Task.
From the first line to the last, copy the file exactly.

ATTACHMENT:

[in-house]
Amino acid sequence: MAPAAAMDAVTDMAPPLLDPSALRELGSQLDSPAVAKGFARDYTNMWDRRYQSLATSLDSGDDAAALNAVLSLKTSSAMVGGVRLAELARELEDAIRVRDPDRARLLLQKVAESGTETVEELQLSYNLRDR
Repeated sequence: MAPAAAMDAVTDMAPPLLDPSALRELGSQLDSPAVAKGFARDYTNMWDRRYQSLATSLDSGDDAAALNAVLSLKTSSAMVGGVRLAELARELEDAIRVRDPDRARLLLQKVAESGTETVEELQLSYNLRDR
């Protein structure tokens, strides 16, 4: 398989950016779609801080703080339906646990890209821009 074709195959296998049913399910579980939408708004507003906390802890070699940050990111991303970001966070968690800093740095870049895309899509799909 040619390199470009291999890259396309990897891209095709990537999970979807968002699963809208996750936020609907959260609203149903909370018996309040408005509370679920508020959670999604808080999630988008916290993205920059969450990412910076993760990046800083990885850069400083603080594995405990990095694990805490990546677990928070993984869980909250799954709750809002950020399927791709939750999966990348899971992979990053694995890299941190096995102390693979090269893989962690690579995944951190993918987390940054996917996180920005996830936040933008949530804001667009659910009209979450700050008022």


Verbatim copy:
[in-house]
Amino acid sequence: MAPAAAMDAVTDMAPPLLDPSALRELGSQLDSPAVAKGFARDYTNMWDRRYQSLATSLDSGDDAAALNAVLSLKTSSAMVGGVRLAELARELEDAIRVRDPDRARLLLQKVAESGTETVEELQLSYNLRDR
Repeated sequence: MAPAAAMDAVTDMAPPLLDPSALRELGSQLDSPAVAKGFARDYTNMWDRRYQSLATSLDSGDDAAALNAVLSLKTSSAMVGGVRLAELARELEDAIRVRDPDRARLLLQKVAESGTETVEELQLSYNLRDR
């Protein structure tokens, strides 16, 4: 398989950016779609801080703080339906646990890209821009 074709195959296998049913399910579980939408708004507003906390802890070699940050990111991303970001966070968690800093740095870049895309899509799909 040619390199470009291999890259396309990897891209095709990537999970979807968002699963809208996750936020609907959260609203149903909370018996309040408005509370679920508020959670999604808080999630988008916290993205920059969450990412910076993760990046800083990885850069400083603080594995405990990095694990805490990546677990928070993984869980909250799954709750809002950020399927791709939750999966990348899971992979990053694995890299941190096995102390693979090269893989962690690579995944951190993918987390940054996917996180920005996830936040933008949530804001667009659910009209979450700050008022």